New York’s Covid-fueled retail apocalypse hits condo and co-op owners

As residential buildings’ ground-floor shops struggle to pay rent, some commercial landlords have stopped paying dues

(Getty, iStock)
(Getty, iStock)

As luxury stores remain shuttered, the pandemic and economic fallout are sparking a rift among owners of residential and retail property in one of the country’s top real estate markets.

For many condominium and co-op buildings in Manhattan, Brooklyn and Queens, adding spaces for retail tenants was good business. But as one of the toughest years in decades comes to a close, many of the cafes, gyms and shops in those spaces are struggling to pay rent or have shut down until further notice.

Because of these delinquent retail tenants, condo and co-op owners are seeing their dues rise and the value of their homes sink.

“It used to be that having a commercial unit was a boon to the residential units,” said Leni Morrison Cummins, a New York real estate attorney at Cozen O’Connor. “Coronavirus has sort of shifted that paradigm.”

When shops anchoring residential buildings stopped paying rent to their commercial landlords, the landlords in turn stopped paying dues to condo and co-op boards. Those buildings — new developments in particular — might have relied on that income to cover up to 15 percent of their annual budgets.

“If you have 15 percent of the building not paying, that means the other 85 percent has to pick that up,” Morrison Cummins noted.

The pain is compounded for any homeowners or developers trying to sell units.

“When someone goes to sell their unit, one of the questions is: ‘What’s the current common charges?’ If you have a higher number than the rest of the market, it’s going to certainly lower the property values,” Morrison Cummins said.

The attorney said she saw a significant increase in liens placed against commercial units by condo and co-op boards over the summer. Some are now turning into full-blown foreclosure suits.

Last month, the board of the Bel Canto Condominium on the Upper West Side sued to foreclose on liens totaling more than $55,000 worth of common charges unpaid by retail kings Ashkenazy Acquisition and the Gindi family, the owners of four commercial units. If those commercial fees have to be borne by the building’s 75 homeowners, that would be $740 each.

Veteran residential brokers say it’s no surprise to see condo and co-op boards taking aggressive positions against investors in the courts.

In some cases, they “have to take quick action because if the bank goes to foreclose” on the owner of the retail space, the building’s residents might not get their fair share, said Steven Goldschmidt, a longtime broker with Warburg Realty.

Red flags

The first signs of trouble came at the height of summer when two properties made an unusual appearance in DBRS Morningstar’s weekly commentary on the troubled commercial mortgage-backed securities market.

Since March, most of the properties flagged by the rating agency have been shopping malls and hotels around the country. But in early August, retail condos at the base of two Manhattan residential buildings made Morningstar’s list.

  If you have 15 percent of the building not paying, that means the other 85 percent has to pick that up. — Leni Morrison Cummins, Cozen O’Connor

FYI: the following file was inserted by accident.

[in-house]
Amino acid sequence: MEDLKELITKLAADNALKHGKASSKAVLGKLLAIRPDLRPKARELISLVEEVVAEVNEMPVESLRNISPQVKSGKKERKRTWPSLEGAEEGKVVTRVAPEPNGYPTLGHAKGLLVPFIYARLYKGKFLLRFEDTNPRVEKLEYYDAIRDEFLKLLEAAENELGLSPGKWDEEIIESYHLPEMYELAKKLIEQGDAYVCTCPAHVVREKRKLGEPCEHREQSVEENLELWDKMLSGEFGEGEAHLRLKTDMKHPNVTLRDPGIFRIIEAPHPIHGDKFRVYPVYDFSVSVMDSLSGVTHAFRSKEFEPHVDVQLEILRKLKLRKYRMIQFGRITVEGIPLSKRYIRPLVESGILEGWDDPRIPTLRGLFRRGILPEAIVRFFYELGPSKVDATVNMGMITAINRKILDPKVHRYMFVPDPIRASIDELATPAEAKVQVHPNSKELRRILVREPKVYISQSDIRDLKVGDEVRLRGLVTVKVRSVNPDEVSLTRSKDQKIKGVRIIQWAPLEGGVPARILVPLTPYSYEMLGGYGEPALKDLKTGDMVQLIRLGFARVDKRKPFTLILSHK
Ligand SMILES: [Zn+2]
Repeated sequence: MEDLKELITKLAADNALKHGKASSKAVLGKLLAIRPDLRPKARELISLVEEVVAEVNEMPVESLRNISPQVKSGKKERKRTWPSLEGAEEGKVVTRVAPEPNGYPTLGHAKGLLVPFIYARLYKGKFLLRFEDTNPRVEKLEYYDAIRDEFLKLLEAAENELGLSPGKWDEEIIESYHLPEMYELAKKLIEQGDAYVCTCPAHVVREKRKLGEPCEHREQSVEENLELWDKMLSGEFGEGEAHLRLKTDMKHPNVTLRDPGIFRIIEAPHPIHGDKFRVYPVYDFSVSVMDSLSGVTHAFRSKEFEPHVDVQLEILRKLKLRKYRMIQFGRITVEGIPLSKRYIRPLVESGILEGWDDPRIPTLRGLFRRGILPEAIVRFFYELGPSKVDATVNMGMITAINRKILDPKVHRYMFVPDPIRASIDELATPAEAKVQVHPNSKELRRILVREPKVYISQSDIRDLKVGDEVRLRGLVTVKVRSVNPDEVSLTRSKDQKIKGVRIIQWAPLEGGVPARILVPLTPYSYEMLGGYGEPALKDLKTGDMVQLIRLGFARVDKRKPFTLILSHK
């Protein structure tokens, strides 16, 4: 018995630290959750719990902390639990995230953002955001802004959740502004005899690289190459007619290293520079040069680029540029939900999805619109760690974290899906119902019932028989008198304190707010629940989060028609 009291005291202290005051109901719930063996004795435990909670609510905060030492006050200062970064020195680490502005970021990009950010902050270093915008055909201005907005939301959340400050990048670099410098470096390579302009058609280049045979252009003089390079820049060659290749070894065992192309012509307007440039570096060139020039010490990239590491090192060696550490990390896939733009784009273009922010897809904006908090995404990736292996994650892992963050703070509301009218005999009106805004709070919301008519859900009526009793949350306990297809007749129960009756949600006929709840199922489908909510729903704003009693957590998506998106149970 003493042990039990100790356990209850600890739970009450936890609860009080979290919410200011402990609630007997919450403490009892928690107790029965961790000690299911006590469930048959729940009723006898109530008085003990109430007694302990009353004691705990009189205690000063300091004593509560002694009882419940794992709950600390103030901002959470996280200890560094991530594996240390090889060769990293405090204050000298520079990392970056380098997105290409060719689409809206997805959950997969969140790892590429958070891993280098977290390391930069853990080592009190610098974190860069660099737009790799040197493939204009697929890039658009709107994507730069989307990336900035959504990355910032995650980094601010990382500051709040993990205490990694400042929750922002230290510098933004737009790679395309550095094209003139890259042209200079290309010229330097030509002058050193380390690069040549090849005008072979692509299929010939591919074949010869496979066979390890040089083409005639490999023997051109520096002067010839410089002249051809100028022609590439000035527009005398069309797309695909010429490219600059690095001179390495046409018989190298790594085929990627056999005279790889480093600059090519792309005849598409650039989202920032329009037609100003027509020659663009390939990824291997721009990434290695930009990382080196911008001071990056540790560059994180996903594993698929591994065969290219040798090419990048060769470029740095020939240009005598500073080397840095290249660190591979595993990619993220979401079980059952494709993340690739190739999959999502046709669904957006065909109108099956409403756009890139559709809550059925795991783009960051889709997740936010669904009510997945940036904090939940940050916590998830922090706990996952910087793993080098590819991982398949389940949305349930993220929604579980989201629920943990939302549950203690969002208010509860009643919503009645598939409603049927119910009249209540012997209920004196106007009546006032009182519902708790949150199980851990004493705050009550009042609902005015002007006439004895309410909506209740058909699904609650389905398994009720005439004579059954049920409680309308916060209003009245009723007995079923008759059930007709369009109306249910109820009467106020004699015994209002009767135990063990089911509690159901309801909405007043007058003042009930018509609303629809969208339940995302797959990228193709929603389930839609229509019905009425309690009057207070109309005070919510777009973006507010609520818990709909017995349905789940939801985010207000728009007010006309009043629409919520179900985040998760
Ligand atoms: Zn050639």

One of the commercial units is at the base of the 18-story Wellington Tower on the Upper East Side. The bulk of the building is residential condos that sold for between $720,000 and $2 million last year, but its ground-floor commercial unit is the collateral for a $30 million securitized loan.

The retail space’s occupancy fell 36 percent in March after a doctor’s office vacated the space two years before its lease expired. Adding to the concern, Morningstar noted, the condo’s largest commercial tenant, a parking garage, is operating on a month-to-month basis. Parking facilities in Manhattan have taken a beating since offices emptied out and theaters, restaurants and museums closed or pared back.

Though the rating agency said the building’s location on East 82nd Street was strong, “the lag may be noticed amid the economic slowdown caused by the coronavirus pandemic.”

The second loan was on a commercial unit at the base of an eight-story Noho residential condo building at 50 Bond Street, where full-floor lofts have sold for up to $7 million.

The 6,400-square-foot space, which had been occupied by Lululemon until this fall, serves as collateral for an $8.5 million loan that accounts for 1 percent of a larger CMBS pool. Lululemon announced its departure two years early using a fee-free termination option. And while the loan is current, Morningstar noted that it has been delinquent on more than one occasion in the past and that re-leasing the space would likely be difficult.

The two properties are examples of a growing trend that affects commercial landlords and homeowners alike.

David Putro, a senior vice president at Morningstar who tracks CMBS deals, said the rising number of delinquent loans on single-tenant retail properties in New York “is not something that has occurred regularly in recent history,” though he stopped short of calling it a trend.

And while single-tenant retail properties are often found at the base of residential buildings throughout the city, solid data is sparse.

Jacob Klein, an investor in retail properties in New York, New Jersey and Pennsylvania, owns eight commercial condos in Manhattan, all at the base of residential buildings. One of his best-known is the Trader Joe’s at 670 Columbus Avenue.

Klein said he was not searching for retail units in residential buildings as a strategy, but that’s where most of the city’s well-positioned space is, given the lack of desirability of living on street level in New York and the longstanding belief that the most lucrative use is retail. Commercial rents had been seen as a steady stream of income for buildings.

For residents who own shares in co-op buildings with one or more retail units, the board can act as the landlord for the commercial tenants. The rent often goes toward paying off the building’s mortgage.

In other cases, outside investors can be left holding the bag if a commercial space remains shuttered.

By the end of August some 330 co-op buildings in the New York metro area with securitized commercial mortgages were on Trepp’s watchlist. Those loans, although nearly all current at the time, were flagged by the CMBS data firm based on various performance triggers such as delinquency, pending maturity, occupancy rates and major tenant financial issues, according to Trepp spokesperson Hayley Keen.